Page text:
FDA lets blue­bird re­sume tri­als for sick­le cell gene ther­a­py af­ter can­cer scare, but big ques­tions linger over field

Blue­bird bio an­nounced that the FDA has lift­ed its holds on clin­i­cal tri­als for their gene ther­a­pies for sick­le dis­ease and be­ta-tha­lassemia, end­ing a 4-month saga that be­gan af­ter the biotech re­port­ed that two pa­tients had come down with can­cer and a can­cer-like con­di­tion.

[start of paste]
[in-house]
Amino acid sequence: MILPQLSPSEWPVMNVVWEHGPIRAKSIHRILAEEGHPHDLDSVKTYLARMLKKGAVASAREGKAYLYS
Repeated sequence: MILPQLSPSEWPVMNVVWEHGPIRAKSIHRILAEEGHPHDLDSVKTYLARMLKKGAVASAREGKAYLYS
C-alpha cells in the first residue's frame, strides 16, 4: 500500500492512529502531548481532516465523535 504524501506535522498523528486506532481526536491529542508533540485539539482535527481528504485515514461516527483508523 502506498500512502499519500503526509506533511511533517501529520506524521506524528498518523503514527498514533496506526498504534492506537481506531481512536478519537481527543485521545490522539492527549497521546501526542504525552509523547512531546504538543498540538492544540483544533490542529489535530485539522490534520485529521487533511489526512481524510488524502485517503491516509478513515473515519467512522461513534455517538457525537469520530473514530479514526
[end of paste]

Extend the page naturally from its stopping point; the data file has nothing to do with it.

Reg­u­la­tors were con­cerned that the cas­es may have been trig­gered by the virus blue­bird us­es to de­liv­er a healthy gene for he­mo­glo­bin in­to pa­tients with rare blood dis­or­ders, as had hap­pened in a 2004 gene ther­a­py tri­al that re­lied on a sim­i­lar virus. Blue­bird large­ly al­layed those con­cerns in March, when they re­leased a ge­net­ic analy­sis show­ing that the virus didn’t in­ter­fere with the pa­tient’s DNA in a way like­ly to trig­ger can­cer, but ex­perts say the cas­es have broad­ly raised con­cerns about the risks any of the more than half dozen of sick­le dis­ease gene ther­a­pies now in clin­i­cal de­vel­op­ment may pose.

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